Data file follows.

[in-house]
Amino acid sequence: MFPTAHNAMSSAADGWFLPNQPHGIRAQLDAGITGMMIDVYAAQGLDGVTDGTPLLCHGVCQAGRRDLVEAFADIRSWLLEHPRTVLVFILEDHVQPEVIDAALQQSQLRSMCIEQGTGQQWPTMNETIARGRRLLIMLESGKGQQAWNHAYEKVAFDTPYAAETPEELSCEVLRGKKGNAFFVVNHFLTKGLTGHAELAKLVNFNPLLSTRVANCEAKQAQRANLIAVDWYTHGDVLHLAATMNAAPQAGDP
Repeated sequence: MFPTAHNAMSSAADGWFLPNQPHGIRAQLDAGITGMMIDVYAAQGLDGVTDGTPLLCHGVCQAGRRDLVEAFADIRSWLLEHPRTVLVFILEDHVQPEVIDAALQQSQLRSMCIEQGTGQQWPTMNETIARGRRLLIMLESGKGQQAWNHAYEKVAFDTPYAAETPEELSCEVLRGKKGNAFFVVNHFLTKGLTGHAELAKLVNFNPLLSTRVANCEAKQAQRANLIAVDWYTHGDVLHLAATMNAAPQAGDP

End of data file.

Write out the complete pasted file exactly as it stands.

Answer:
[in-house]
Amino acid sequence: MFPTAHNAMSSAADGWFLPNQPHGIRAQLDAGITGMMIDVYAAQGLDGVTDGTPLLCHGVCQAGRRDLVEAFADIRSWLLEHPRTVLVFILEDHVQPEVIDAALQQSQLRSMCIEQGTGQQWPTMNETIARGRRLLIMLESGKGQQAWNHAYEKVAFDTPYAAETPEELSCEVLRGKKGNAFFVVNHFLTKGLTGHAELAKLVNFNPLLSTRVANCEAKQAQRANLIAVDWYTHGDVLHLAATMNAAPQAGDP
Repeated sequence: MFPTAHNAMSSAADGWFLPNQPHGIRAQLDAGITGMMIDVYAAQGLDGVTDGTPLLCHGVCQAGRRDLVEAFADIRSWLLEHPRTVLVFILEDHVQPEVIDAALQQSQLRSMCIEQGTGQQWPTMNETIARGRRLLIMLESGKGQQAWNHAYEKVAFDTPYAAETPEELSCEVLRGKKGNAFFVVNHFLTKGLTGHAELAKLVNFNPLLSTRVANCEAKQAQRANLIAVDWYTHGDVLHLAATMNAAPQAGDP